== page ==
AR-15 pistol is a classification that exists due to some silly American gun laws and definitions. An AR pistol cannot have a stock, but can have a bare and exposed buffer tube. Another no-no is a vertical grip, but an angled grip like the Magpul AFG is legal.
Now of course nobody wants to run afoul of the Federal Government, so it’s imperative that you understand what makes an SBR an SBR, and what makes AR pistols legal. It may appear to be complicated and obfuscated but the defining characteristics are pretty straight forward if you know what you’re looking for.
AR-15 pistols can have barrels as short as you want them to. Personally, I own an AR-15 pistol with a 7.5-inch barrel and, while it is ridiculous, it’s a lot of fun.
Over the last few years, the popularity of AR-15 pistols has grown significantly. This growth is mostly tied to the advent of stabilizing braces. Stabilizing braces turned a gaudy, heavy, and awkward gun into a stable, comfortable-to-shoot weapon.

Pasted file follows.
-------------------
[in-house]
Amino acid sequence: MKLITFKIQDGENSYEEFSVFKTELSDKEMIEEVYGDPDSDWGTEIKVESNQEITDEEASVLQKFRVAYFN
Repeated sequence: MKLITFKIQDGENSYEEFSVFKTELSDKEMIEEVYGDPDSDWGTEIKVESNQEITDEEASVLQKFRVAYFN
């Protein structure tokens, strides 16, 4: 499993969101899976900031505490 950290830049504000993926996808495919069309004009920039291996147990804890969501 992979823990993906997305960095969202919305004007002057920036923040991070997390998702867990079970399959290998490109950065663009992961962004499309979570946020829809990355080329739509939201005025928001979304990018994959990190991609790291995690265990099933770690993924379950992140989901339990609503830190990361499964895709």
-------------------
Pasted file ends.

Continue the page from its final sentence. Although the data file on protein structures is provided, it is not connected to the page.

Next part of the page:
Why Would I Want One?
We won’t dive too deep into the NFA, but the section that concerns this article is the law that rifles must have 16-inch barrels, or else they are regulated under the NFA.
So, if you wanted an AR-15 with a 7.5-inch barrel, you’d have to pay a tax stamp, ask for permission, and wait for 3 to 6 months for approval. Once approved you could then own an SBR. Or you could just buy an AR pistol and skip all that.
There are a lot of other reasons you might want an AR pistol, besides just the tax stamp.